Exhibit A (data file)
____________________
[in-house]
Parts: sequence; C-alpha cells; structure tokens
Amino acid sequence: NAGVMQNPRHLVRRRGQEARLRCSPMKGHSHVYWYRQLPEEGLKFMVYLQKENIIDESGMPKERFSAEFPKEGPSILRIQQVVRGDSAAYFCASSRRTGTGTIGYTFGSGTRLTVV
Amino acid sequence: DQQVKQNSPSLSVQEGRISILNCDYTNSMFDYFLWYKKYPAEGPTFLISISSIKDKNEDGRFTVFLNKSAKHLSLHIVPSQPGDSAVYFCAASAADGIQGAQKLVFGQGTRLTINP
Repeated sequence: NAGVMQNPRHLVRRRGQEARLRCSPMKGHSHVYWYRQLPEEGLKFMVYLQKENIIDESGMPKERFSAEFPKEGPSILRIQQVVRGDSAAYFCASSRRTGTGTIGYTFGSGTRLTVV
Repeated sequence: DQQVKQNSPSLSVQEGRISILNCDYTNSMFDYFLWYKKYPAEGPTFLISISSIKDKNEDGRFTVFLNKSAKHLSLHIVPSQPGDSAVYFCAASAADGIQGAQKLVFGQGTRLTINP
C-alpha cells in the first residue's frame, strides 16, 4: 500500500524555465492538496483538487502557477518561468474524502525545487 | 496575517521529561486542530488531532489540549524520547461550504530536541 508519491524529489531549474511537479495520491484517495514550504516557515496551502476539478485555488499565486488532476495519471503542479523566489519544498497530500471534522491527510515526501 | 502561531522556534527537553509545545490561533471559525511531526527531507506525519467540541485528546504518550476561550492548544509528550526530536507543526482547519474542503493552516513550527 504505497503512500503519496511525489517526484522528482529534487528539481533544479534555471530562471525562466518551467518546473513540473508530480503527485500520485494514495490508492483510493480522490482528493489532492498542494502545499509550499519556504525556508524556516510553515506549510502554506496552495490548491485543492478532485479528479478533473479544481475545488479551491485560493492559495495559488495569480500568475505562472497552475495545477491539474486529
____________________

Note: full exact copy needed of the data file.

[in-house]
Parts: sequence; C-alpha cells; structure tokens
Amino acid sequence: NAGVMQNPRHLVRRRGQEARLRCSPMKGHSHVYWYRQLPEEGLKFMVYLQKENIIDESGMPKERFSAEFPKEGPSILRIQQVVRGDSAAYFCASSRRTGTGTIGYTFGSGTRLTVV
Amino acid sequence: DQQVKQNSPSLSVQEGRISILNCDYTNSMFDYFLWYKKYPAEGPTFLISISSIKDKNEDGRFTVFLNKSAKHLSLHIVPSQPGDSAVYFCAASAADGIQGAQKLVFGQGTRLTINP
Repeated sequence: NAGVMQNPRHLVRRRGQEARLRCSPMKGHSHVYWYRQLPEEGLKFMVYLQKENIIDESGMPKERFSAEFPKEGPSILRIQQVVRGDSAAYFCASSRRTGTGTIGYTFGSGTRLTVV
Repeated sequence: DQQVKQNSPSLSVQEGRISILNCDYTNSMFDYFLWYKKYPAEGPTFLISISSIKDKNEDGRFTVFLNKSAKHLSLHIVPSQPGDSAVYFCAASAADGIQGAQKLVFGQGTRLTINP
C-alpha cells in the first residue's frame, strides 16, 4: 500500500524555465492538496483538487502557477518561468474524502525545487 | 496575517521529561486542530488531532489540549524520547461550504530536541 508519491524529489531549474511537479495520491484517495514550504516557515496551502476539478485555488499565486488532476495519471503542479523566489519544498497530500471534522491527510515526501 | 502561531522556534527537553509545545490561533471559525511531526527531507506525519467540541485528546504518550476561550492548544509528550526530536507543526482547519474542503493552516513550527 504505497503512500503519496511525489517526484522528482529534487528539481533544479534555471530562471525562466518551467518546473513540473508530480503527485500520485494514495490508492483510493480522490482528493489532492498542494502545499509550499519556504525556508524556516510553515506549510502554506496552495490548491485543492478532485479528479478533473479544481475545488479551491485560493492559495495559488495569480500568475505562472497552475495545477491539474486529